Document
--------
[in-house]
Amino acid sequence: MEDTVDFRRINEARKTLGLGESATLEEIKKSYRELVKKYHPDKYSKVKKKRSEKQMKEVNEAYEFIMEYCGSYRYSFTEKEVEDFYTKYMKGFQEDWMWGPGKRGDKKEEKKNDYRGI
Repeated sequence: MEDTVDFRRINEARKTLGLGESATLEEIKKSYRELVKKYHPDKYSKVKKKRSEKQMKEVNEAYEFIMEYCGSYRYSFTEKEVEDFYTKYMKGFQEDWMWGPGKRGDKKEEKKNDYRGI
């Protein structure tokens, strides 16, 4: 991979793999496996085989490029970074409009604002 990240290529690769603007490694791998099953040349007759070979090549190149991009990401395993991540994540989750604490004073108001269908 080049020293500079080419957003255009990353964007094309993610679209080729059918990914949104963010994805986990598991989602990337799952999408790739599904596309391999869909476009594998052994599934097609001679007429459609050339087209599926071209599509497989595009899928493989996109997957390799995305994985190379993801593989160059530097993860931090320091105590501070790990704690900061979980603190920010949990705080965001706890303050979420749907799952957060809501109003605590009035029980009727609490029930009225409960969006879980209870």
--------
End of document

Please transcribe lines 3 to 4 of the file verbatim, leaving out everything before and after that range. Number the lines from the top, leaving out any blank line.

Repeated sequence: MEDTVDFRRINEARKTLGLGESATLEEIKKSYRELVKKYHPDKYSKVKKKRSEKQMKEVNEAYEFIMEYCGSYRYSFTEKEVEDFYTKYMKGFQEDWMWGPGKRGDKKEEKKNDYRGI
């Protein structure tokens, strides 16, 4: 991979793999496996085989490029970074409009604002 990240290529690769603007490694791998099953040349007759070979090549190149991009990401395993991540994540989750604490004073108001269908 080049020293500079080419957003255009990353964007094309993610679209080729059918990914949104963010994805986990598991989602990337799952999408790739599904596309391999869909476009594998052994599934097609001679007429459609050339087209599926071209599509497989595009899928493989996109997957390799995305994985190379993801593989160059530097993860931090320091105590501070790990704690900061979980603190920010949990705080965001706890303050979420749907799952957060809501109003605590009035029980009727609490029930009225409960969006879980209870």